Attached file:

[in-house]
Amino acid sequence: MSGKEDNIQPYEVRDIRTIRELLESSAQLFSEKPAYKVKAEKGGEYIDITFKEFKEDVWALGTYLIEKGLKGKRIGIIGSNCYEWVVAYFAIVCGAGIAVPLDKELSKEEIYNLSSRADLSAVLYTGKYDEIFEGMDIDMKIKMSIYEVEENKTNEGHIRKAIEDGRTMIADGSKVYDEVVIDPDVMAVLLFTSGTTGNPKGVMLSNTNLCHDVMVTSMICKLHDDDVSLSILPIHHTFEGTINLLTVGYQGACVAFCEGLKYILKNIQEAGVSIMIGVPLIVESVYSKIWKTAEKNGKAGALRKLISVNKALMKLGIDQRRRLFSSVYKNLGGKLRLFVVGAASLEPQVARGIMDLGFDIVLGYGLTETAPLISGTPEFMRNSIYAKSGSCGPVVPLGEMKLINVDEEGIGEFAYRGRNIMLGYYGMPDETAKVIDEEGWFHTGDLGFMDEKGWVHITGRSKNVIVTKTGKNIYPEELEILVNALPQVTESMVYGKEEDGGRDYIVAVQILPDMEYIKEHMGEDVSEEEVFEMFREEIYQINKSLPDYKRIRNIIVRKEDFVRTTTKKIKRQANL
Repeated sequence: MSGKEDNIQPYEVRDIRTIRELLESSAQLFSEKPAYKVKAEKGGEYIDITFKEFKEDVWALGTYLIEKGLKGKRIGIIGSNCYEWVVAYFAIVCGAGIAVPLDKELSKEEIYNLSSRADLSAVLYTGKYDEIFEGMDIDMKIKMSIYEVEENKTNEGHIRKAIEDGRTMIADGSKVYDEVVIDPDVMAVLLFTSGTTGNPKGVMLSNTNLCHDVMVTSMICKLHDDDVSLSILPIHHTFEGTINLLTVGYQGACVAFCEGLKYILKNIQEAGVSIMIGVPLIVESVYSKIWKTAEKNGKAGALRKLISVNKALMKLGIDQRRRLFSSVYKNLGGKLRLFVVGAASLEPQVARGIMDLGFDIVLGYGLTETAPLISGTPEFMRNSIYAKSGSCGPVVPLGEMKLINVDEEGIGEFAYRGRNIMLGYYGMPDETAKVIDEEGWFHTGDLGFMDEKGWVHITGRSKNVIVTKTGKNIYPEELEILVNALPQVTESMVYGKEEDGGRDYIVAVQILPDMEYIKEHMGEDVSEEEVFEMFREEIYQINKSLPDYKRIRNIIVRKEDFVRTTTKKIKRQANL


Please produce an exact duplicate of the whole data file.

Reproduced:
[in-house]
Amino acid sequence: MSGKEDNIQPYEVRDIRTIRELLESSAQLFSEKPAYKVKAEKGGEYIDITFKEFKEDVWALGTYLIEKGLKGKRIGIIGSNCYEWVVAYFAIVCGAGIAVPLDKELSKEEIYNLSSRADLSAVLYTGKYDEIFEGMDIDMKIKMSIYEVEENKTNEGHIRKAIEDGRTMIADGSKVYDEVVIDPDVMAVLLFTSGTTGNPKGVMLSNTNLCHDVMVTSMICKLHDDDVSLSILPIHHTFEGTINLLTVGYQGACVAFCEGLKYILKNIQEAGVSIMIGVPLIVESVYSKIWKTAEKNGKAGALRKLISVNKALMKLGIDQRRRLFSSVYKNLGGKLRLFVVGAASLEPQVARGIMDLGFDIVLGYGLTETAPLISGTPEFMRNSIYAKSGSCGPVVPLGEMKLINVDEEGIGEFAYRGRNIMLGYYGMPDETAKVIDEEGWFHTGDLGFMDEKGWVHITGRSKNVIVTKTGKNIYPEELEILVNALPQVTESMVYGKEEDGGRDYIVAVQILPDMEYIKEHMGEDVSEEEVFEMFREEIYQINKSLPDYKRIRNIIVRKEDFVRTTTKKIKRQANL
Repeated sequence: MSGKEDNIQPYEVRDIRTIRELLESSAQLFSEKPAYKVKAEKGGEYIDITFKEFKEDVWALGTYLIEKGLKGKRIGIIGSNCYEWVVAYFAIVCGAGIAVPLDKELSKEEIYNLSSRADLSAVLYTGKYDEIFEGMDIDMKIKMSIYEVEENKTNEGHIRKAIEDGRTMIADGSKVYDEVVIDPDVMAVLLFTSGTTGNPKGVMLSNTNLCHDVMVTSMICKLHDDDVSLSILPIHHTFEGTINLLTVGYQGACVAFCEGLKYILKNIQEAGVSIMIGVPLIVESVYSKIWKTAEKNGKAGALRKLISVNKALMKLGIDQRRRLFSSVYKNLGGKLRLFVVGAASLEPQVARGIMDLGFDIVLGYGLTETAPLISGTPEFMRNSIYAKSGSCGPVVPLGEMKLINVDEEGIGEFAYRGRNIMLGYYGMPDETAKVIDEEGWFHTGDLGFMDEKGWVHITGRSKNVIVTKTGKNIYPEELEILVNALPQVTESMVYGKEEDGGRDYIVAVQILPDMEYIKEHMGEDVSEEEVFEMFREEIYQINKSLPDYKRIRNIIVRKEDFVRTTTKKIKRQANL